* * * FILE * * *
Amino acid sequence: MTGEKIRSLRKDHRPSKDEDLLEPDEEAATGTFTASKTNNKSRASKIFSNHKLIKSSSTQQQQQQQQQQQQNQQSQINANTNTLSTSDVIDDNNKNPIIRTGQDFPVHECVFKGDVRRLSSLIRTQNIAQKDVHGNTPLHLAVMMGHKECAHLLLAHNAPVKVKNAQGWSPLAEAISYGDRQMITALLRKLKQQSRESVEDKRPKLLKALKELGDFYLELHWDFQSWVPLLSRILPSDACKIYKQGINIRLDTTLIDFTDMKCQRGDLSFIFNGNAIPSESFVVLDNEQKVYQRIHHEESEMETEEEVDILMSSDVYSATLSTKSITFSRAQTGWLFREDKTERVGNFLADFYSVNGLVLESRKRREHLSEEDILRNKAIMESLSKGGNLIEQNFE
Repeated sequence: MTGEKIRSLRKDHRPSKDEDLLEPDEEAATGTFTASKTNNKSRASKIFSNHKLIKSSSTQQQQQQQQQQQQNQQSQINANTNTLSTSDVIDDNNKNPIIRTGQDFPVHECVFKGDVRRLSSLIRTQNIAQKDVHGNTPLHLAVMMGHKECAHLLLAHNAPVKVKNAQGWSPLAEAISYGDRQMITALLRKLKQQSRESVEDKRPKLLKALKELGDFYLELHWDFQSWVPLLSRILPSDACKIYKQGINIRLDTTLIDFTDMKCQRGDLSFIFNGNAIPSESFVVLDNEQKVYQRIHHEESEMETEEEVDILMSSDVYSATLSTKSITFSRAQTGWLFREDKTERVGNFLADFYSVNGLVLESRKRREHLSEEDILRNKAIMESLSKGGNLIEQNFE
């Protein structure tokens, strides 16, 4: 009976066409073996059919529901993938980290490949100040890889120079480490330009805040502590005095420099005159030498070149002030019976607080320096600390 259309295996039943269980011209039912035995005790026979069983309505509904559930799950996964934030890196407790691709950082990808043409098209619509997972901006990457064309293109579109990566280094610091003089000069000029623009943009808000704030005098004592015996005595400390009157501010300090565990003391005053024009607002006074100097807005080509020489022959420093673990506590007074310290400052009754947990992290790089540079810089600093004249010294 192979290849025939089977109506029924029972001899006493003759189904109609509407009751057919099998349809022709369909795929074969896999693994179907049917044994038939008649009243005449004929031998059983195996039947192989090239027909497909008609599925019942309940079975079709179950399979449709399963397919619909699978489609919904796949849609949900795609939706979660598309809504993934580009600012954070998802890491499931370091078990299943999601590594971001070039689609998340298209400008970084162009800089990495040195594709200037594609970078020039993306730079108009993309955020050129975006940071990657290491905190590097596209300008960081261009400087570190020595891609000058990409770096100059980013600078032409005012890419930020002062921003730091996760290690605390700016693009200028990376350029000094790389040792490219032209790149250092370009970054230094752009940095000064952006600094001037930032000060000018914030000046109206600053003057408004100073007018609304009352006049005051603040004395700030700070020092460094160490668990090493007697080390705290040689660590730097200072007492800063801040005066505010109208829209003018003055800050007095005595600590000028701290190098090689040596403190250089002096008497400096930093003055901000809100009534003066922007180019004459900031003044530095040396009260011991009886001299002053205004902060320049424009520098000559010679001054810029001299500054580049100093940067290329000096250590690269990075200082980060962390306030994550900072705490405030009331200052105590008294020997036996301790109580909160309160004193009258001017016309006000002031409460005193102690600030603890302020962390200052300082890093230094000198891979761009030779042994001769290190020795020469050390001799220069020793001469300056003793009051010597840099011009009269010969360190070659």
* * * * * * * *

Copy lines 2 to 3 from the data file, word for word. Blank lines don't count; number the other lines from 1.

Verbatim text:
Repeated sequence: MTGEKIRSLRKDHRPSKDEDLLEPDEEAATGTFTASKTNNKSRASKIFSNHKLIKSSSTQQQQQQQQQQQQNQQSQINANTNTLSTSDVIDDNNKNPIIRTGQDFPVHECVFKGDVRRLSSLIRTQNIAQKDVHGNTPLHLAVMMGHKECAHLLLAHNAPVKVKNAQGWSPLAEAISYGDRQMITALLRKLKQQSRESVEDKRPKLLKALKELGDFYLELHWDFQSWVPLLSRILPSDACKIYKQGINIRLDTTLIDFTDMKCQRGDLSFIFNGNAIPSESFVVLDNEQKVYQRIHHEESEMETEEEVDILMSSDVYSATLSTKSITFSRAQTGWLFREDKTERVGNFLADFYSVNGLVLESRKRREHLSEEDILRNKAIMESLSKGGNLIEQNFE
């Protein structure tokens, strides 16, 4: 009976066409073996059919529901993938980290490949100040890889120079480490330009805040502590005095420099005159030498070149002030019976607080320096600390 259309295996039943269980011209039912035995005790026979069983309505509904559930799950996964934030890196407790691709950082990808043409098209619509997972901006990457064309293109579109990566280094610091003089000069000029623009943009808000704030005098004592015996005595400390009157501010300090565990003391005053024009607002006074100097807005080509020489022959420093673990506590007074310290400052009754947990992290790089540079810089600093004249010294 192979290849025939089977109506029924029972001899006493003759189904109609509407009751057919099998349809022709369909795929074969896999693994179907049917044994038939008649009243005449004929031998059983195996039947192989090239027909497909008609599925019942309940079975079709179950399979449709399963397919619909699978489609919904796949849609949900795609939706979660598309809504993934580009600012954070998802890491499931370091078990299943999601590594971001070039689609998340298209400008970084162009800089990495040195594709200037594609970078020039993306730079108009993309955020050129975006940071990657290491905190590097596209300008960081261009400087570190020595891609000058990409770096100059980013600078032409005012890419930020002062921003730091996760290690605390700016693009200028990376350029000094790389040792490219032209790149250092370009970054230094752009940095000064952006600094001037930032000060000018914030000046109206600053003057408004100073007018609304009352006049005051603040004395700030700070020092460094160490668990090493007697080390705290040689660590730097200072007492800063801040005066505010109208829209003018003055800050007095005595600590000028701290190098090689040596403190250089002096008497400096930093003055901000809100009534003066922007180019004459900031003044530095040396009260011991009886001299002053205004902060320049424009520098000559010679001054810029001299500054580049100093940067290329000096250590690269990075200082980060962390306030994550900072705490405030009331200052105590008294020997036996301790109580909160309160004193009258001017016309006000002031409460005193102690600030603890302020962390200052300082890093230094000198891979761009030779042994001769290190020795020469050390001799220069020793001469300056003793009051010597840099011009009269010969360190070659």